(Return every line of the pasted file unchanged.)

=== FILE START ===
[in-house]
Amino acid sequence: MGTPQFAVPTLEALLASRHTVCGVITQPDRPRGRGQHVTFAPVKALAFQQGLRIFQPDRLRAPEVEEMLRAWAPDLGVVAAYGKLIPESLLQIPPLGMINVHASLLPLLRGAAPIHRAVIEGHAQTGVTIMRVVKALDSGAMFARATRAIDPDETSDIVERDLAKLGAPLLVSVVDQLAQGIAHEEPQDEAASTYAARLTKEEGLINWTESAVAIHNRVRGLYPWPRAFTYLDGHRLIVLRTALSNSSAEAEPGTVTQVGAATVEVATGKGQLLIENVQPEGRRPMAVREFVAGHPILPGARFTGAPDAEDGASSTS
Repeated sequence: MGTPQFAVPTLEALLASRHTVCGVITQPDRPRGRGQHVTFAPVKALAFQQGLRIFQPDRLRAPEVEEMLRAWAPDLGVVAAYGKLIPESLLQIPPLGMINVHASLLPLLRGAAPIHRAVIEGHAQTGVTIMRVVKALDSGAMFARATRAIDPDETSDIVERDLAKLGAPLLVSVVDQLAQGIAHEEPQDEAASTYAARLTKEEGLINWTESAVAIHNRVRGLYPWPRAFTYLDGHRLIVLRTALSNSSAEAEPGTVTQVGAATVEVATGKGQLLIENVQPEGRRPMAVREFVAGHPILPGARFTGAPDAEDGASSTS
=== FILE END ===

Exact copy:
[in-house]
Amino acid sequence: MGTPQFAVPTLEALLASRHTVCGVITQPDRPRGRGQHVTFAPVKALAFQQGLRIFQPDRLRAPEVEEMLRAWAPDLGVVAAYGKLIPESLLQIPPLGMINVHASLLPLLRGAAPIHRAVIEGHAQTGVTIMRVVKALDSGAMFARATRAIDPDETSDIVERDLAKLGAPLLVSVVDQLAQGIAHEEPQDEAASTYAARLTKEEGLINWTESAVAIHNRVRGLYPWPRAFTYLDGHRLIVLRTALSNSSAEAEPGTVTQVGAATVEVATGKGQLLIENVQPEGRRPMAVREFVAGHPILPGARFTGAPDAEDGASSTS
Repeated sequence: MGTPQFAVPTLEALLASRHTVCGVITQPDRPRGRGQHVTFAPVKALAFQQGLRIFQPDRLRAPEVEEMLRAWAPDLGVVAAYGKLIPESLLQIPPLGMINVHASLLPLLRGAAPIHRAVIEGHAQTGVTIMRVVKALDSGAMFARATRAIDPDETSDIVERDLAKLGAPLLVSVVDQLAQGIAHEEPQDEAASTYAARLTKEEGLINWTESAVAIHNRVRGLYPWPRAFTYLDGHRLIVLRTALSNSSAEAEPGTVTQVGAATVEVATGKGQLLIENVQPEGRRPMAVREFVAGHPILPGARFTGAPDAEDGASSTS